Chronic Pain Syndromes

Chronic pain syndrome is an umbrella term covering a wide range of conditions which are characterised by long term pain.  The most common conditions are Fibromyalgia and Complex Regional Pain Syndrome (CRPS). Chronic Fatigue Syndrome / ME is quite commonly associated with these pain syndromes.  These conditions are similar in that none have a known cause, unlike chronic pain caused by structural deformities such as arthritis, nerve irritation, disc bulges, etc.

Chronic persistent pain takes a multi-disciplinary approach to manage the symptoms to allow sufferers to continue with as much as they can of their usual activities.  Pacing of activity plays a large part in the management of symptoms, with a little and often approach rather than a boom-bust cycle.  In most cases, sufferers benefit from psychological input too as mood and emotion can have huge effects on pain symptoms as these are processed by closely related areas of the brain.

Benefits of Aquatic Therapy

Aquatic therapy is a great way to manage all types of pain. 

• The warmth of the water helps to reduce sensation of pain and therefore make it easier to exercise and improve muscle strength and joint ROM
• The buoyancy of the water helps offload bodyweight, especially from those painful joints, making exercise more comfortable than on land
• Due to the reduced impact of exercising in water, those with chronic pain syndromes are able to better pace their activity
• Exercise is known for its mood enhancing properties due to hormone release, this is particularly useful for those with chronic pain syndromes where mood can influence their pain symptoms.

I started hydrotherapy in May 2011 after not walking for 4 years due to crumbling spine and polymiralgia rheumatica, and osteoarthritis of the knees, feet and hips. To aid my mobility, I had a hip replacement. My consultant said that an operation on my spine, although possible, could leave me paralysed. The furthest that I could walk was from my front door to my next door neighbours.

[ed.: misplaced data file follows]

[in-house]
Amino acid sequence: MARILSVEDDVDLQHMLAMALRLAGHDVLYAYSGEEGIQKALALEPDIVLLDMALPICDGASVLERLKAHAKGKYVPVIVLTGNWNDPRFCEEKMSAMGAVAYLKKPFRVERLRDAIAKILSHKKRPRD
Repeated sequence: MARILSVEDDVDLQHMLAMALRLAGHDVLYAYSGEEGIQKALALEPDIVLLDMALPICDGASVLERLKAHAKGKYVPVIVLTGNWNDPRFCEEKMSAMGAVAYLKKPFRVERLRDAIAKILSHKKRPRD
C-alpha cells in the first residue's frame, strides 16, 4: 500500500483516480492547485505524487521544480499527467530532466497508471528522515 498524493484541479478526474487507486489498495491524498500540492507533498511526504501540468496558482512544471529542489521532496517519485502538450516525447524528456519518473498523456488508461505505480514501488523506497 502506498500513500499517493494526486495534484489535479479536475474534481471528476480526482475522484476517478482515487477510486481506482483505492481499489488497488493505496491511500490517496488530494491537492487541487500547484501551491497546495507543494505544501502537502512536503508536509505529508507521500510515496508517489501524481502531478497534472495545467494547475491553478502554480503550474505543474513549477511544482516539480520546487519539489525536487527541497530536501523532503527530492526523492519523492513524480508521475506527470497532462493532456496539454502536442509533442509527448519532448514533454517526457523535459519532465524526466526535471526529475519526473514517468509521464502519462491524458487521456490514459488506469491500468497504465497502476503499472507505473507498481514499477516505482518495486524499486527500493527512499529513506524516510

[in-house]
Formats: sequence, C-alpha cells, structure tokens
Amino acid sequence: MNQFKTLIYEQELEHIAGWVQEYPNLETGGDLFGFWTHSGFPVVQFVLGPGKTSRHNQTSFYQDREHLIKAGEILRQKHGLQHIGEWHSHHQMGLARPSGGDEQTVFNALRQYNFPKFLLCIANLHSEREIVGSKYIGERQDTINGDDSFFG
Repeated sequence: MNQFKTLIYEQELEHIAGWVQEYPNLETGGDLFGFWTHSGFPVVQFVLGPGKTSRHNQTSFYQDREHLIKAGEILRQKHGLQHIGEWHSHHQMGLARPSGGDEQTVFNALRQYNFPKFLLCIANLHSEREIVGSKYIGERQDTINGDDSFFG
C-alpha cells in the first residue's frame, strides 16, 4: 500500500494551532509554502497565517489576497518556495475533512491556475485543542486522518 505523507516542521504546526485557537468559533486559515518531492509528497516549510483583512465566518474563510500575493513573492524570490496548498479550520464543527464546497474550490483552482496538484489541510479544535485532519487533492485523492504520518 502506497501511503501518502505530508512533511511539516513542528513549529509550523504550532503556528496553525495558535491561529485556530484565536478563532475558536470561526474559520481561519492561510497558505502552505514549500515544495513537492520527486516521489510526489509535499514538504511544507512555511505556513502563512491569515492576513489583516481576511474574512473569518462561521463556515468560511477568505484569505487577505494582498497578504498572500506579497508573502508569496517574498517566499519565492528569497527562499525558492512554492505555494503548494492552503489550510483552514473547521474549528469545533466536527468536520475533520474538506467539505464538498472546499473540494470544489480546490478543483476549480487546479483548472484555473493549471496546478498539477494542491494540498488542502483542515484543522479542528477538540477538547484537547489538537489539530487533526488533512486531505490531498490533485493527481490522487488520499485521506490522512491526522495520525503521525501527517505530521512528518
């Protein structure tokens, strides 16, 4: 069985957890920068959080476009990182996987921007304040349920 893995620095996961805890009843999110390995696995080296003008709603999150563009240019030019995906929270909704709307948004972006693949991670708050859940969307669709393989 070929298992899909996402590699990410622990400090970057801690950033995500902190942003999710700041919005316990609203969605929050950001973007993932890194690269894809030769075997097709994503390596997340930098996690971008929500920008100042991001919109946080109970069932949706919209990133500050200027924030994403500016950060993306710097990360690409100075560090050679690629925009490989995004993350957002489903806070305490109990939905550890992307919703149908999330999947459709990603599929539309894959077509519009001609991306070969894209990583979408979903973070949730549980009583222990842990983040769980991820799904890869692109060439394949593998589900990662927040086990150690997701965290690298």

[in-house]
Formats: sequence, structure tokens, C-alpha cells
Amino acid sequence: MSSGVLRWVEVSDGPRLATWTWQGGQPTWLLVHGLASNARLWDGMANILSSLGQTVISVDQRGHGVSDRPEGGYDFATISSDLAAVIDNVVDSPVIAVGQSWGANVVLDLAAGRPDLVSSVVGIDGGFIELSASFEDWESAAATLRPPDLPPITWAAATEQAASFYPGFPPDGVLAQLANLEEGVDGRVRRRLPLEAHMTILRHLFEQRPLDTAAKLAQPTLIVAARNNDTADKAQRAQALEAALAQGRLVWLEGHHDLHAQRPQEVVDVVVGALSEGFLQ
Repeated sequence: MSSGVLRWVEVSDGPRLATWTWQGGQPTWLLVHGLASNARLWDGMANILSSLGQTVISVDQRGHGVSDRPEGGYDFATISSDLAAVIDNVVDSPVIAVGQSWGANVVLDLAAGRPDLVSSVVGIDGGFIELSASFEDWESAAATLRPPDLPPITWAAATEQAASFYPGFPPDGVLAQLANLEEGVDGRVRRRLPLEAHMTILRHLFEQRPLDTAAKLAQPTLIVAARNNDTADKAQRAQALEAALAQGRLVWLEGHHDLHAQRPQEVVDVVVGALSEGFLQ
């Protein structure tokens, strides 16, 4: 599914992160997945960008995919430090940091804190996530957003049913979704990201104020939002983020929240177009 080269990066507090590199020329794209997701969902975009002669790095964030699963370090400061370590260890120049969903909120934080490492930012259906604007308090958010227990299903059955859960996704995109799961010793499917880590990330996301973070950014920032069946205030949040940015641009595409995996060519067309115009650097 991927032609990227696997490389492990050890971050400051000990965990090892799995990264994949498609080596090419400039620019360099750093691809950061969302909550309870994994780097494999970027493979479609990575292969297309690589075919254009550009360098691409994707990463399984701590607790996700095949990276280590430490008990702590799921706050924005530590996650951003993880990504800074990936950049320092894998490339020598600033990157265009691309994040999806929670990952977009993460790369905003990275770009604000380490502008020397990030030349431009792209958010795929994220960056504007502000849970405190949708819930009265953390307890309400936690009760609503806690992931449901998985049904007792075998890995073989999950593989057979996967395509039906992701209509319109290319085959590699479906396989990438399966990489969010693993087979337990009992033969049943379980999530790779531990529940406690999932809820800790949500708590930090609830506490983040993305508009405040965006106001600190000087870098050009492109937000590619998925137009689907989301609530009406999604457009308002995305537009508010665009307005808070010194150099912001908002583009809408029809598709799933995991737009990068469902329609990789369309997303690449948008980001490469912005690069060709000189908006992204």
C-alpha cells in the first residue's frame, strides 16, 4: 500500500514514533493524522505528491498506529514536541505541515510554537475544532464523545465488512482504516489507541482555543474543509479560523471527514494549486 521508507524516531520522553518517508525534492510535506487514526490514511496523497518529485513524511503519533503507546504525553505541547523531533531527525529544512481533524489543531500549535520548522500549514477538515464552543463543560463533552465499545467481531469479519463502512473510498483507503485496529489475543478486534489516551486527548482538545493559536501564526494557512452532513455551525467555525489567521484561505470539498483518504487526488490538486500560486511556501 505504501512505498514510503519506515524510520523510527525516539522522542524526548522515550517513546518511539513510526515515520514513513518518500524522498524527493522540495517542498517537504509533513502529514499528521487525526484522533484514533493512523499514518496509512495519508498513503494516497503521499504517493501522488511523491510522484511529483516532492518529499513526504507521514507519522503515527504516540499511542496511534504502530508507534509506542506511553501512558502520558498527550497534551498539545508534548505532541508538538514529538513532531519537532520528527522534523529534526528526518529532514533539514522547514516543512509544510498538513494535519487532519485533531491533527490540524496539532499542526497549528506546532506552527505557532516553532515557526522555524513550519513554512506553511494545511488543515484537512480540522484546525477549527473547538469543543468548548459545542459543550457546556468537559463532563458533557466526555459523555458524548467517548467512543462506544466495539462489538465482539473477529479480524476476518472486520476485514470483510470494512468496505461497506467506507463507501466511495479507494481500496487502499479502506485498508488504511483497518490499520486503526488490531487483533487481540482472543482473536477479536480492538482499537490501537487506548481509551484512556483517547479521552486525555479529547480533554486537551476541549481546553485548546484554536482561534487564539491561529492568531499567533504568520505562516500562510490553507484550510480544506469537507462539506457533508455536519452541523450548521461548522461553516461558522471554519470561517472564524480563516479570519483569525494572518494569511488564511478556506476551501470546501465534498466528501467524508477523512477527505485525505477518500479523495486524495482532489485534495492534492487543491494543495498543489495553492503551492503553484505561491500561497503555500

I was very nervous as I arrived for my first hydrotherapy session in a wheelchair. Once in the water, I found the staff most encouraging, not pushing me further than I thought I could manage. I began to look forward to each session wondering what new things I would learn.

Now, after 6 months, I can walk half a mile and slowly climb a flight of stairs.

I would recommend hydrotherapy and AquaPhysio to anyone who experiences the sort of problems that I had.


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Symptoms include widespread pain, increased sensitivity to pain, fatigue, muscle stiffness, alterations to sleep patterns, problems with memory and concentration, headaches and in some cases IBS.

Causes are not clear, but it is thought to be due to a change in chemical levels within the brain which affects the way the brain processes pain signals.

Quite often the syndrome is triggered by a physically or emotionally stressful event such as injury/infection, giving birth, operations, break-down of a relationship or the death of a loved one.

Typically the condition first arises in people aged 30-50 and is more prevalent in women than men, however there are cases of fibromyalgia diagnoses in all age groups including children.

Chronic Fatigue Syndrome / ME

Sufferers experience extreme exhaustion which can last 6 months or more, making everyday tasks very difficult to manage.  No amount of sleep or rest can help alleviate the symptoms.

Graded physiotherapy is part of the treatment programme, hydrotherapy works well for this as it can be very gentle using buoyancy to assist movement.


A nerve-related pain syndrome, most commonly affecting an arm or leg.  There are a common set of symptoms associated with this condition:

• Persistent burning pain, often intense
• Sensitivity to touch (+/- cold)
• Changes in skin tone – red/purple
• Swelling
• Changes in skin temperature
• Changes in nail and hair growth

The cause is unknown but is likely to involve the sympathetic nervous system and affects function of the immune system.  Although cause is unknown, it quite often occurs after surgery or an injury, particularly if part of the limb was immobilised in a cast.

There are 2 types of CRPS:

• Complex regional pain syndrome I: Presumed injury to the sympathetic nervous system in the affected body part. This type used to be called ‘reflex sympathetic dystrophy (RSD)’ and is the most common form.
• Complex regional pain syndrome II: Actual injury to a nerve in the affected body part due to a surgery or injury. This type used to be called ‘causalgia.’

Sufferers often limit activity in the affected limb, holding it rigid and motionless. 

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